Finitude and Transcendence in the Platonic Dialogues
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This book explains how to read Plato, emphasizing the philosophic importance of the dramatic aspects of the dialogues, and showing that Plato is an ironic thinker and that his irony is deeply rooted in his philosophy.
Drew A. Hyland is Charles A. Dana Professor of Philosophy at Trinity College.
"Professor Hyland's thesis is that finitude, and the response to finitude that he calls 'finite transcendence,' is an informing theme of the Platonic dialogues. This important observation is confirmed in the course of seven chapters that treat distinct yet related features of some of the most familiar dialogues. The first chapter's discussion of the significance of place in the dialogues is provocative and original, and immediately engages the reader's interest. Subsequent chapters fill out the theme of finitude in a way that prepares the reader to be thoroughly persuaded by Hyland's discussion of his striking claim that Heidegger failed to provide a Heideggerian interpretation of Plato. Indeed, the success of Chapter 6—which I take to be the rhetorical culmination of the book—is a measure of the success of the book as a whole. Professor Hyland is a distinguished teacher, and his book will appeal to the next generation of scholars—today's graduate and undergraduate students—as well as to his peers in the academy. " —Jacob A. Howland, University of Tulsa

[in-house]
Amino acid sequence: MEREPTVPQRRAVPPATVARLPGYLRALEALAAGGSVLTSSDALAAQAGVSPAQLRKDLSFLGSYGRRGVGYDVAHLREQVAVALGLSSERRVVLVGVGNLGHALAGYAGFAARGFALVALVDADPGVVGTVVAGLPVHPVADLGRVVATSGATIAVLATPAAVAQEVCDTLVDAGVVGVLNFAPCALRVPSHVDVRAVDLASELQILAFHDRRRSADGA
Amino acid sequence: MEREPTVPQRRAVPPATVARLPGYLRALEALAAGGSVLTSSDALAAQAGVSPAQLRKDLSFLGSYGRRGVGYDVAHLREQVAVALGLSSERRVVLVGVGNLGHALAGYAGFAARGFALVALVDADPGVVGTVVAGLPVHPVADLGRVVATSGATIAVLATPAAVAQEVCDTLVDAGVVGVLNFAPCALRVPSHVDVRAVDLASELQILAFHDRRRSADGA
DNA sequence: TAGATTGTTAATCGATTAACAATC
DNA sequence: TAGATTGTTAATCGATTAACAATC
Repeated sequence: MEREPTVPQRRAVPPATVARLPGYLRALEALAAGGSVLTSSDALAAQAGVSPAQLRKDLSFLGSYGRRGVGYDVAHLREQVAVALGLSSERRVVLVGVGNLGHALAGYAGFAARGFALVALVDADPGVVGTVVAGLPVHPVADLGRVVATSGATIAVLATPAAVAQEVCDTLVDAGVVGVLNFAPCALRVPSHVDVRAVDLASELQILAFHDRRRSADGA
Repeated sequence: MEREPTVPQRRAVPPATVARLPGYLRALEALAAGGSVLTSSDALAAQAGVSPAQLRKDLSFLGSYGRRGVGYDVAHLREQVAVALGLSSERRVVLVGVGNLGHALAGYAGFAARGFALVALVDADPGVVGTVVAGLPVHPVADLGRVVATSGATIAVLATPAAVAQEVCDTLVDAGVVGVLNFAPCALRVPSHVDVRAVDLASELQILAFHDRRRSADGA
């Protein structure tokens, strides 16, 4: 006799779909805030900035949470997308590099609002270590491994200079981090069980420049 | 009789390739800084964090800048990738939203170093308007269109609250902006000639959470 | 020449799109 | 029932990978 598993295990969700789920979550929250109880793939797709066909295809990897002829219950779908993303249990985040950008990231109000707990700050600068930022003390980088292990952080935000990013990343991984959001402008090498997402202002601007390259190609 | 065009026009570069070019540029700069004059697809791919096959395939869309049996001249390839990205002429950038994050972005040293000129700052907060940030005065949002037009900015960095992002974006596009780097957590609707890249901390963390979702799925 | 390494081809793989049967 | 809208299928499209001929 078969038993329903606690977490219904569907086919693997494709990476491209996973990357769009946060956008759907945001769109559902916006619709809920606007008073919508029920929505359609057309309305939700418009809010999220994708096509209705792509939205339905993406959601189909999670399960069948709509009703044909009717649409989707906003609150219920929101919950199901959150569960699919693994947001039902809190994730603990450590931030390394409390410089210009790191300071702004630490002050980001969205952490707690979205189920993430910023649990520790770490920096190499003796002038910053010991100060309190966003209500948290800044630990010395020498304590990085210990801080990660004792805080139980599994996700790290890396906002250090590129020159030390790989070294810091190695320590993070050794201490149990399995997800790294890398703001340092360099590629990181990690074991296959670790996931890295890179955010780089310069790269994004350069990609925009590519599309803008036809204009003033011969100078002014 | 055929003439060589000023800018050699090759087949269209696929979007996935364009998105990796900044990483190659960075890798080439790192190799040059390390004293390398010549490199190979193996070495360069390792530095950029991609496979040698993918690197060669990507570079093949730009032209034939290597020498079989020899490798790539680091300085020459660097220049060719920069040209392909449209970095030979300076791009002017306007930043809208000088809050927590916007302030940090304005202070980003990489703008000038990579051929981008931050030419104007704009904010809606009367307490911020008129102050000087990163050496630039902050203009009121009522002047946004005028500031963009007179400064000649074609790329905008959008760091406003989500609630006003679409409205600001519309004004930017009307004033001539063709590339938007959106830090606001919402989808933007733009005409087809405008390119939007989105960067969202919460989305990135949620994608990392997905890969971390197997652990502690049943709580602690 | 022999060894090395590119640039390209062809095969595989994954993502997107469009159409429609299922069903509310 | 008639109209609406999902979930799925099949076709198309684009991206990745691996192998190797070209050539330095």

"Hyland argues in a clear and spirited way for an interpretive stance toward Plato that stresses the form and irony of the dialogues and the view these imply of the human condition. The form and irony of the dialogues are generally neglected in Plato scholarship, for the most part because our mainstream tradition of philosophical analysis does not prepare us to read in a way that takes context as seriously as concepts and arguments. Often, however, even those who take dialogue form as a pathway to the content of this or that particular text neglect the substantive significance, in its various aspects, of dialogue form itself. There are particularly interesting discussions of the structure of irony in the dialogues, of affinities of the view of the human condition in the dialogues with those to be found in tragedy and comedy, and of thematic analogies, missed by Heidegger himself, between his interpretation of aletheia and the way meaning emerges for a sensitive reader of the dialogues. " — Mitchell Miller, Vassar College